Sexual or romantic interactions between physicians and patients detract from the goals of the physician-patient relationship, may exploit the vulnerability of the patient, may obscure the physician's objective judgment concerning the patient's health care, and ultimately may be detrimental to the patient's well-being....
Physician-patient romance deserves a sophisticated and courageous ethical analysis.
Saving the network from "leakage" isn't worth the unpleasantness of participating in a sexual boundary suit.
Plans and physician groups should look at their internal norms and written policies, and consider how they'd respond to such scenarios, given current administrative standards.
Our contemporary attitude toward such encounters is to label them, categorically, as "unprofessional conduct." Given that there is no surveillance of this behavior, physician-patient sex comes to the attention of regulatory agencies only when the patient complains. The nominal standard establishes a rule of "no overlap": a physician-patient relationship must not coexist with a romantic-sexual relationship.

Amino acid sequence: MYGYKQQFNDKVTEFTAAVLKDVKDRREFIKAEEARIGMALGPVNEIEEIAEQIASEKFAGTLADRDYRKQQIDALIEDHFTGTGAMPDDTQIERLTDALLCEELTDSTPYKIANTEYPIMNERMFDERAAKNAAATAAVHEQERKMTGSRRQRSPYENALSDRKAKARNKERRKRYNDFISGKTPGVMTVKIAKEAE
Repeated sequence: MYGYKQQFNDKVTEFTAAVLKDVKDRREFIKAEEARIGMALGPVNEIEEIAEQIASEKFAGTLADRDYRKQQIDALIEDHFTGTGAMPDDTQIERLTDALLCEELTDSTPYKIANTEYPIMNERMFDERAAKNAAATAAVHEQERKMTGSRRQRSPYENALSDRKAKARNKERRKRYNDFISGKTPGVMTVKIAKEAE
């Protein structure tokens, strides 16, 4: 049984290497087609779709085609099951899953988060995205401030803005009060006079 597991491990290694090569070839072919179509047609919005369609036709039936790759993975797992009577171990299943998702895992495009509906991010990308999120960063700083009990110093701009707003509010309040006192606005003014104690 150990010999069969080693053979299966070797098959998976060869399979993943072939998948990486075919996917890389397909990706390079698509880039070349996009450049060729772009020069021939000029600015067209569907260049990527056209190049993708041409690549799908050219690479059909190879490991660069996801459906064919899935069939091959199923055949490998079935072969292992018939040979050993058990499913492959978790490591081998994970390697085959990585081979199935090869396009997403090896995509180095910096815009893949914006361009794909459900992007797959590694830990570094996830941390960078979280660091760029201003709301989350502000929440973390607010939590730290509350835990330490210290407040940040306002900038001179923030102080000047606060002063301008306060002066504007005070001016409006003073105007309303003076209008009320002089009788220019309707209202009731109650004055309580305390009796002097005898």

The AMA says: "Sexual contact that occurs concurrent with the physician-patient relationship constitutes sexual misconduct.